June 7, 2014
Almost a year after the Black Forest fire ignited and rode high winds through 14,280 acres, the owner of property near where it started off Peregrine Way wonders why the El Paso County Sheriff's Office is holding more than $35,000 worth of her equipment.
Cindy Balch stood in her large, nearly empty steel storage building recently and described several pieces of heavy machinery and some smaller items that sheriff's investigators took as potential evidence just days after the June 11 start of the blaze. It was the most destructive fire in state history, destroying 488 homes and killing two people.
Balch said detective Mark Pfoff and deputies confiscated "anything with a combustible engine" after using her 5-acre property as a "staging" site for several days during the fire. She said they also took her computer and other items from her home in the 12000 block of Peregrine.
Balch said she initially was only allowed back to her property, which she has called home for 31 years, by invitation from the Sheriff's Office. Most evacuations were lifted June 20, when the fire was contained, and she was allowed to return home June 22. The 56-year-old added that after months of inquiring about her confiscated belongings and the investigation, hiring a lawyer to help out and sending letter after letter to the Sheriff's Office and the 4th Judicial District Attorney's Office, she has no answers.
"I haven't seen my stuff," she said. "I don't even know where it's at, nothing. I never did anything wrong and I get treated like I'm sludge."
Balch provided The Gazette with copies of search warrants and the official Sheriff's Office list of items taken from her property and house. The list included such things as a skid loader, a large tractor, a log splitter and even a lawnmower that Balch said hadn't been used in so long that it was caked with "inches of dust."
Using case numbers on Balch's documents, The Gazette made a Colorado Open Records Act request to the Sheriff's Office for related documents and information. Sheriff's spokesman Sgt. Greg White responded in an email saying, "The cases referenced above are still active and open investigations. As such, no documents will be released at this time."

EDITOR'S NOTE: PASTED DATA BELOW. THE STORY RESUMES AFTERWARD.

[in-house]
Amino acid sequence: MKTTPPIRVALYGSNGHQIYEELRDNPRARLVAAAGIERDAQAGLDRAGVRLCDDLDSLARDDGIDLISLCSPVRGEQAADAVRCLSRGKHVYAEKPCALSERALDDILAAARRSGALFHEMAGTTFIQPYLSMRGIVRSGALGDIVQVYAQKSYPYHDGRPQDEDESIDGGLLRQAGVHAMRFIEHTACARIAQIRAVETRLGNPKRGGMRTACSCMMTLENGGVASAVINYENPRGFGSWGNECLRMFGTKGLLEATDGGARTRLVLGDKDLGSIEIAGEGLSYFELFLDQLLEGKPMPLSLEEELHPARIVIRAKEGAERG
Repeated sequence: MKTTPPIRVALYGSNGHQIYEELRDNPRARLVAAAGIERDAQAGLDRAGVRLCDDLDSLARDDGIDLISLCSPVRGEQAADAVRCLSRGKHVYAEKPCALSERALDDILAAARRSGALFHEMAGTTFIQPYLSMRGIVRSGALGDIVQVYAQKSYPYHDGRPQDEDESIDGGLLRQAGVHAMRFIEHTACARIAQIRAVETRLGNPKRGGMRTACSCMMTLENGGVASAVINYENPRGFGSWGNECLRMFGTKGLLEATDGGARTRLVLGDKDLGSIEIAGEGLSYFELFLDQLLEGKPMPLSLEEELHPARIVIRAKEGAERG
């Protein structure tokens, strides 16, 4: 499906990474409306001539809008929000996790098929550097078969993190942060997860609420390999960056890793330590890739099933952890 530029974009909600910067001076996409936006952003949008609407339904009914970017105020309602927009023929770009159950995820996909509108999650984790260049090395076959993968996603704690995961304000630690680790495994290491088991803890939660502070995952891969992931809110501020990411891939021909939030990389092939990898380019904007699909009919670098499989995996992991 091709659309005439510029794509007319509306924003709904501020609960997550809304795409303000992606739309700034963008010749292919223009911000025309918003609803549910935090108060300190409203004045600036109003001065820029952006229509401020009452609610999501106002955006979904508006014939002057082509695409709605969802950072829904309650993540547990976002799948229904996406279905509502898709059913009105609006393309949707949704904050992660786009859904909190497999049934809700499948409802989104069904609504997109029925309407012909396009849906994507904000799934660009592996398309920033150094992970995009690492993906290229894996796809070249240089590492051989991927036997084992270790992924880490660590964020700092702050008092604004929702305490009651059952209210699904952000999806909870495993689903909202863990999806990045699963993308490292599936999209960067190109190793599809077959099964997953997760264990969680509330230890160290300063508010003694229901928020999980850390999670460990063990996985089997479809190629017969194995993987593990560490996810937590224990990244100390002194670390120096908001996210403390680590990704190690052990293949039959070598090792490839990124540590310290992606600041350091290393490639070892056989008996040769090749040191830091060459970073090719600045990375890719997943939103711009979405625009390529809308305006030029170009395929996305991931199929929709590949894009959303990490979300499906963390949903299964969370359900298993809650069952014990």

The investigation into the cause of the Black Forest fire determined that the blaze was human caused.
But investigators with the Sheriff's Office, the U.S. Forest Service and the Federal Bureau of Alcohol, Tobacco, Firearms and Explosives have not yet released whether the state's most destructive wildfire was set accidentally or intentionally.
Balch, her longtime handyman Coy Martin and neighbors who live near Peregrine Way said the property just north of Balch's was the focus of investigators for months after the Black Forest fire was contained June 20. The fire touched Balch's property along the property line, but she lost only a half-cord pile of firewood and a small trailer.
Martin arrived at Balch's home in the early afternoon June 11 and encountered a large plume of smoke and a "wall of fire" less than 200 yards from Balch's property line. Martin said he could see the smoke as he drove north from Colorado Springs.
"I knew what area of the forest that was, so I hauled ass out there," he said.
The handyman said he dashed through a gate in his Jeep and onto the neighboring land where he and other neighbors had done forest thinning to help the adjacent property owner with fire mitigation.
"The reason I went back was because I had some slash piles out there," he said, noting that the piles were untouched but the wall of fire was so hot that his vehicle began to overheat.
So, Martin moved away, and he and his helper Nick Genoshe called Balch and 911 and approached firefighters along Peregrine Way. The 911 dispatcher told them several calls had come in reporting the fire. Balch told them to begin evacuating stuff from her home.
And the firefighters the workers found nearby told them they were "waiting on orders" before engaging the blaze, Martin said.
In the days and weeks that followed, Martin and Genoshe became part of the investigation. Martin said the Sheriff's Office confiscated some of his equipment, his phone and his computer. He and Genoshe were questioned.
For weeks, Balch said she insisted to detectives that "If the boys are suspects, you need to charge them."
Martin said he took a lie detector test and was told he passed with flying colors.
"I haven't heard anything since that," Martin said, noting that he and his lawyer also have contacted investigators but have not received replies.
Martin and Balch are not happy with how they've been treated during the investigation. They assume they will never see their belongings again.
Martin said the equipment that was taken from him included chain saws, his Jeep and other things that he used for work on Balch's property and doing other jobs to support his five children.
"It's been a huge hinder in my life," he said. "People who had their houses burned down are in better shape than we are. We can't even get our stuff back."